According to the Office of National Statistics (ONS), the poorest fifth of households paid 37.8 per cent of their income in taxes last year, while the richest fifth paid 34.8 per cent.
That’s not the whole story, of course – if you’re poor and you pay nearly two-fifths of your income in tax, that leaves very little for necessities like food, water, heat, light and rent/mortgage whereas, if you’re rich and you pay nearly 7/20 of your income in tax, you’re unlikely to be feeling any kind of pinch.
Say a poor family receives £12,000 per year. Tax would account for £2,400, leaving £9,600 for everything else. What’s the earnings threshold for the top tax bracket – £150,000? A family receiving that amount would pay… actually they’d pay 40 per cent of it, according to the law, but that would still leave £90,000 – nearly 10 times as much as a poor family and no problems at all in making ends meet.
It should be stressed that these are only representative figures. To be honest, the statistics are up for question: How many of the top fifth of earners avoid paying tax via legal schemes, designed for this purpose? How much do we all pay in indirect, or hidden, taxation? How many variations have been included in the ONS figures?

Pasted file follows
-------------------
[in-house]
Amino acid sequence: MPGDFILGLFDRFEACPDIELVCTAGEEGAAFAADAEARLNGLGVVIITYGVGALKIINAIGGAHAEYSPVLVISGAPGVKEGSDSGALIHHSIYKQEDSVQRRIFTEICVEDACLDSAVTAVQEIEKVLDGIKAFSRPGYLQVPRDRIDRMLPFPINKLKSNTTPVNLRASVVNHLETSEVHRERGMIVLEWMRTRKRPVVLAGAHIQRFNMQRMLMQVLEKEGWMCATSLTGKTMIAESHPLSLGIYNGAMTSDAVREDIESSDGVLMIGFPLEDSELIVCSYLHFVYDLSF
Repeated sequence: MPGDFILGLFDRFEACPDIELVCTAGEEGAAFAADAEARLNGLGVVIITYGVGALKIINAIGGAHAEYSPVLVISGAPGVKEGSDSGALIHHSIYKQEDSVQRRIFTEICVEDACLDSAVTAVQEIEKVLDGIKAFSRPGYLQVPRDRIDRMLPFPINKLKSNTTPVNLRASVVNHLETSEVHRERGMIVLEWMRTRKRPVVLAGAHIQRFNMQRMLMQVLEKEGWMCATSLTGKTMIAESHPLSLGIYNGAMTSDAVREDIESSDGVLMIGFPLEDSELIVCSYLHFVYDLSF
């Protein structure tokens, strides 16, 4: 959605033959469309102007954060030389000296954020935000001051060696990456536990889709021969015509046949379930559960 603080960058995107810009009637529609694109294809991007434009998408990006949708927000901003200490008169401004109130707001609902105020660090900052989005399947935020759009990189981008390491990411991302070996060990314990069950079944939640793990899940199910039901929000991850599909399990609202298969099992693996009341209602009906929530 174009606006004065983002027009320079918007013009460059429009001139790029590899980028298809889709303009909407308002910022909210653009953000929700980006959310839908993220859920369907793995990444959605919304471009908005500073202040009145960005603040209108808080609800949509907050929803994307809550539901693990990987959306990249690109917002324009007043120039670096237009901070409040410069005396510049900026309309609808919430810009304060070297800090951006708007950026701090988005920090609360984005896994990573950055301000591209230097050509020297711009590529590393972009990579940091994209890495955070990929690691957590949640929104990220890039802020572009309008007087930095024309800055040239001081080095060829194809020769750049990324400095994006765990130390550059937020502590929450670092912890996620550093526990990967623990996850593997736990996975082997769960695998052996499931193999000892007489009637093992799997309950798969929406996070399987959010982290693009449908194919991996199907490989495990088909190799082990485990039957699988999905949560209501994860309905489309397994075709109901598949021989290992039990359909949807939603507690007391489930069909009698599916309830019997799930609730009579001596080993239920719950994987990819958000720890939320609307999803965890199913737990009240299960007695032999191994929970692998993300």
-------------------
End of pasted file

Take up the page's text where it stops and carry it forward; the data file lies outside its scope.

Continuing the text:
George Osborne is said to be considering a cut in tax credits in his July budget, meaning the poorest would lose part of a vital support system propping up their earnings. David Cameron has said he expects employers to increase pay, but he is offering neither carrot nor stick to encourage this, therefore they won’t. So the poor would pay more.
Meanwhile, 160 Tory MPs have demanded that the top rate of tax be cut from 45 per cent to 40, meaning the rich would pay less.
Not only would the poor be plunged further into poverty and debt if these measures were enacted next week, but public services would also take a hammering as income to the Treasury plummeted.
Perhaps the worst indictment of the situation, though, is the fact that – under the last Labour government – the inequality was worse. The poor paid more than 38 per cent of their income while the rich contributed less than 34 per cent.
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